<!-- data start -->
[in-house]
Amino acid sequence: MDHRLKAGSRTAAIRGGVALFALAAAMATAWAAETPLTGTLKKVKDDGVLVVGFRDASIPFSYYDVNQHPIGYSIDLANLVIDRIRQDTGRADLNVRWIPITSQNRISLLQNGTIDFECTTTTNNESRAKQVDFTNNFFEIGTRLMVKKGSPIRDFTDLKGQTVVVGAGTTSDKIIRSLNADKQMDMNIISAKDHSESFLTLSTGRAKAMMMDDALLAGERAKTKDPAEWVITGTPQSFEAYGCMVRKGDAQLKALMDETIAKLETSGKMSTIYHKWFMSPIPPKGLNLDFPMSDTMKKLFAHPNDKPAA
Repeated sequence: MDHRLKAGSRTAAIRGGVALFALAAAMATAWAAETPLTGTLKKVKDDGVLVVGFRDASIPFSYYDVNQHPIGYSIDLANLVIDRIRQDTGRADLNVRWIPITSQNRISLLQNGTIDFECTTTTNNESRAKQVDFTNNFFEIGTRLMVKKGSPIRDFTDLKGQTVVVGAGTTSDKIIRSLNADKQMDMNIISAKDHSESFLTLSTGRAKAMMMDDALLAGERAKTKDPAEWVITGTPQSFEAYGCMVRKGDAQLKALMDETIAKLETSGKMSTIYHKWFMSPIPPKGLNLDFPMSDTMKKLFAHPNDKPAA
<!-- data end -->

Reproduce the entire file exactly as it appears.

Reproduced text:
[in-house]
Amino acid sequence: MDHRLKAGSRTAAIRGGVALFALAAAMATAWAAETPLTGTLKKVKDDGVLVVGFRDASIPFSYYDVNQHPIGYSIDLANLVIDRIRQDTGRADLNVRWIPITSQNRISLLQNGTIDFECTTTTNNESRAKQVDFTNNFFEIGTRLMVKKGSPIRDFTDLKGQTVVVGAGTTSDKIIRSLNADKQMDMNIISAKDHSESFLTLSTGRAKAMMMDDALLAGERAKTKDPAEWVITGTPQSFEAYGCMVRKGDAQLKALMDETIAKLETSGKMSTIYHKWFMSPIPPKGLNLDFPMSDTMKKLFAHPNDKPAA
Repeated sequence: MDHRLKAGSRTAAIRGGVALFALAAAMATAWAAETPLTGTLKKVKDDGVLVVGFRDASIPFSYYDVNQHPIGYSIDLANLVIDRIRQDTGRADLNVRWIPITSQNRISLLQNGTIDFECTTTTNNESRAKQVDFTNNFFEIGTRLMVKKGSPIRDFTDLKGQTVVVGAGTTSDKIIRSLNADKQMDMNIISAKDHSESFLTLSTGRAKAMMMDDALLAGERAKTKDPAEWVITGTPQSFEAYGCMVRKGDAQLKALMDETIAKLETSGKMSTIYHKWFMSPIPPKGLNLDFPMSDTMKKLFAHPNDKPAA